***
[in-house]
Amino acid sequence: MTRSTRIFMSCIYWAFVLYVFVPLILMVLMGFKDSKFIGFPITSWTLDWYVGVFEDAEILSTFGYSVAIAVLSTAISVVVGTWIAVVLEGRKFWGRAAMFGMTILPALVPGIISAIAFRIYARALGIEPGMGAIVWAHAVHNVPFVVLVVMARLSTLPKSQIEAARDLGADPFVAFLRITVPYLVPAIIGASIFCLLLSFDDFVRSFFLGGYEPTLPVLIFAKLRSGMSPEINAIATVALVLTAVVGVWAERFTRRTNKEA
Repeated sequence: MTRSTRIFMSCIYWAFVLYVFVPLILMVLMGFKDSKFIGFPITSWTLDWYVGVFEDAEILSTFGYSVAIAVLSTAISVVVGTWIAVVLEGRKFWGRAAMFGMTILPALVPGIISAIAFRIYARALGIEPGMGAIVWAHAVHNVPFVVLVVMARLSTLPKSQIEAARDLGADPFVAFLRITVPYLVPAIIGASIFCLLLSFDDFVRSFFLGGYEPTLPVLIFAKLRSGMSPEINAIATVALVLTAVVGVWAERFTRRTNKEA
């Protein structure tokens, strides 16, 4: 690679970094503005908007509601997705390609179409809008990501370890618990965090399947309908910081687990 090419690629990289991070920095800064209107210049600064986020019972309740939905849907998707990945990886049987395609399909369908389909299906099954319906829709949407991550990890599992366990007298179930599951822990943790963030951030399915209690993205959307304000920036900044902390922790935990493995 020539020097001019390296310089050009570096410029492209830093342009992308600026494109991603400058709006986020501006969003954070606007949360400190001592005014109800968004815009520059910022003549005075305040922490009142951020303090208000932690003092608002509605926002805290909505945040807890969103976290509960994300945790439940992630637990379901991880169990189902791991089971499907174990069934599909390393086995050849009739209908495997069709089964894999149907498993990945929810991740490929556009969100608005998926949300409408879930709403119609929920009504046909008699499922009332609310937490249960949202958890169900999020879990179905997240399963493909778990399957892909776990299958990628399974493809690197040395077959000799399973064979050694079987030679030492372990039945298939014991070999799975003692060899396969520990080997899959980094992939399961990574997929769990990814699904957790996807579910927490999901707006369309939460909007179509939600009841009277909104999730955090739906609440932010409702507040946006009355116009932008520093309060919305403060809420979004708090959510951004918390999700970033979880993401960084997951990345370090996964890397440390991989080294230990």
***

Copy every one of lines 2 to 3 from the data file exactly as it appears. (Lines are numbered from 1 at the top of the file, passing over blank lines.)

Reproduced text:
Amino acid sequence: MTRSTRIFMSCIYWAFVLYVFVPLILMVLMGFKDSKFIGFPITSWTLDWYVGVFEDAEILSTFGYSVAIAVLSTAISVVVGTWIAVVLEGRKFWGRAAMFGMTILPALVPGIISAIAFRIYARALGIEPGMGAIVWAHAVHNVPFVVLVVMARLSTLPKSQIEAARDLGADPFVAFLRITVPYLVPAIIGASIFCLLLSFDDFVRSFFLGGYEPTLPVLIFAKLRSGMSPEINAIATVALVLTAVVGVWAERFTRRTNKEA
Repeated sequence: MTRSTRIFMSCIYWAFVLYVFVPLILMVLMGFKDSKFIGFPITSWTLDWYVGVFEDAEILSTFGYSVAIAVLSTAISVVVGTWIAVVLEGRKFWGRAAMFGMTILPALVPGIISAIAFRIYARALGIEPGMGAIVWAHAVHNVPFVVLVVMARLSTLPKSQIEAARDLGADPFVAFLRITVPYLVPAIIGASIFCLLLSFDDFVRSFFLGGYEPTLPVLIFAKLRSGMSPEINAIATVALVLTAVVGVWAERFTRRTNKEA